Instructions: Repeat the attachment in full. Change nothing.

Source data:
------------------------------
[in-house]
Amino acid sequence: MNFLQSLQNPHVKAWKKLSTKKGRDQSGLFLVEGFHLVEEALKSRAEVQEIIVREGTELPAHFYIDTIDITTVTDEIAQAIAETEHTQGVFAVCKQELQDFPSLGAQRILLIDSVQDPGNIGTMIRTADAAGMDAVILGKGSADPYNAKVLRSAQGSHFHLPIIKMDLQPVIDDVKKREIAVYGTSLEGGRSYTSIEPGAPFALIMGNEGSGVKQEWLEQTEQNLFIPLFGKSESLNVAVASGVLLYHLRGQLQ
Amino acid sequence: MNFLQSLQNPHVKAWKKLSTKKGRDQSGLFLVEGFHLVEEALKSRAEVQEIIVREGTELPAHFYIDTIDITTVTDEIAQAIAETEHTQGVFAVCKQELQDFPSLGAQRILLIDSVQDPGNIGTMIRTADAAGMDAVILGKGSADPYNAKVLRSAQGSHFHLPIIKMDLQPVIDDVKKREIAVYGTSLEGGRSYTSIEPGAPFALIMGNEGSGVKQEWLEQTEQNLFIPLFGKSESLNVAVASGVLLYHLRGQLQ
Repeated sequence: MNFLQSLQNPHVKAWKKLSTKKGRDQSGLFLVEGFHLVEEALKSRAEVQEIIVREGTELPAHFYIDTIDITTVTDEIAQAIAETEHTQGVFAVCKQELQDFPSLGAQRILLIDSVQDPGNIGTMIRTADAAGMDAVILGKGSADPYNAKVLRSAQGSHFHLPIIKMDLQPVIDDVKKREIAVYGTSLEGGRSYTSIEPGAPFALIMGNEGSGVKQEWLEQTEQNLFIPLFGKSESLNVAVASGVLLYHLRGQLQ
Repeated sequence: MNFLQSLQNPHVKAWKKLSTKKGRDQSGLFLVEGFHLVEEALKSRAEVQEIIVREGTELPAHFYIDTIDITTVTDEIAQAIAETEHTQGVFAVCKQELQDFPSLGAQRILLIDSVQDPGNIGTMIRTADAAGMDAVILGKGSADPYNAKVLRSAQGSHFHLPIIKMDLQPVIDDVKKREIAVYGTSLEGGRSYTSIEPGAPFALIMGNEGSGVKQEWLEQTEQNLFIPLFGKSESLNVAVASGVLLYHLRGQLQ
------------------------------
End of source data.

[in-house]
Amino acid sequence: MNFLQSLQNPHVKAWKKLSTKKGRDQSGLFLVEGFHLVEEALKSRAEVQEIIVREGTELPAHFYIDTIDITTVTDEIAQAIAETEHTQGVFAVCKQELQDFPSLGAQRILLIDSVQDPGNIGTMIRTADAAGMDAVILGKGSADPYNAKVLRSAQGSHFHLPIIKMDLQPVIDDVKKREIAVYGTSLEGGRSYTSIEPGAPFALIMGNEGSGVKQEWLEQTEQNLFIPLFGKSESLNVAVASGVLLYHLRGQLQ
Amino acid sequence: MNFLQSLQNPHVKAWKKLSTKKGRDQSGLFLVEGFHLVEEALKSRAEVQEIIVREGTELPAHFYIDTIDITTVTDEIAQAIAETEHTQGVFAVCKQELQDFPSLGAQRILLIDSVQDPGNIGTMIRTADAAGMDAVILGKGSADPYNAKVLRSAQGSHFHLPIIKMDLQPVIDDVKKREIAVYGTSLEGGRSYTSIEPGAPFALIMGNEGSGVKQEWLEQTEQNLFIPLFGKSESLNVAVASGVLLYHLRGQLQ
Repeated sequence: MNFLQSLQNPHVKAWKKLSTKKGRDQSGLFLVEGFHLVEEALKSRAEVQEIIVREGTELPAHFYIDTIDITTVTDEIAQAIAETEHTQGVFAVCKQELQDFPSLGAQRILLIDSVQDPGNIGTMIRTADAAGMDAVILGKGSADPYNAKVLRSAQGSHFHLPIIKMDLQPVIDDVKKREIAVYGTSLEGGRSYTSIEPGAPFALIMGNEGSGVKQEWLEQTEQNLFIPLFGKSESLNVAVASGVLLYHLRGQLQ
Repeated sequence: MNFLQSLQNPHVKAWKKLSTKKGRDQSGLFLVEGFHLVEEALKSRAEVQEIIVREGTELPAHFYIDTIDITTVTDEIAQAIAETEHTQGVFAVCKQELQDFPSLGAQRILLIDSVQDPGNIGTMIRTADAAGMDAVILGKGSADPYNAKVLRSAQGSHFHLPIIKMDLQPVIDDVKKREIAVYGTSLEGGRSYTSIEPGAPFALIMGNEGSGVKQEWLEQTEQNLFIPLFGKSESLNVAVASGVLLYHLRGQLQ